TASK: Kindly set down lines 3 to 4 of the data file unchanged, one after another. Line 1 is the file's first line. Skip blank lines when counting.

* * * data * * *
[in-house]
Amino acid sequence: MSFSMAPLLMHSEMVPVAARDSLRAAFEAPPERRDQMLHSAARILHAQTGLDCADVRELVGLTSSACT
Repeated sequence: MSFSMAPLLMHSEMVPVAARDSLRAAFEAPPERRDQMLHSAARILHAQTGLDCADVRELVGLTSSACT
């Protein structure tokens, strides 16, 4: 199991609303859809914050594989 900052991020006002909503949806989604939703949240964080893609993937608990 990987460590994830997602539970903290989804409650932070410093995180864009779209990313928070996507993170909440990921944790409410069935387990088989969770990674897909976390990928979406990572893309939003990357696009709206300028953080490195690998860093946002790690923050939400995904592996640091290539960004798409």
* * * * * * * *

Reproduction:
Repeated sequence: MSFSMAPLLMHSEMVPVAARDSLRAAFEAPPERRDQMLHSAARILHAQTGLDCADVRELVGLTSSACT
């Protein structure tokens, strides 16, 4: 199991609303859809914050594989 900052991020006002909503949806989604939703949240964080893609993937608990 990987460590994830997602539970903290989804409650932070410093995180864009779209990313928070996507993170909440990921944790409410069935387990088989969770990674897909976390990928979406990572893309939003990357696009709206300028953080490195690998860093946002790690923050939400995904592996640091290539960004798409």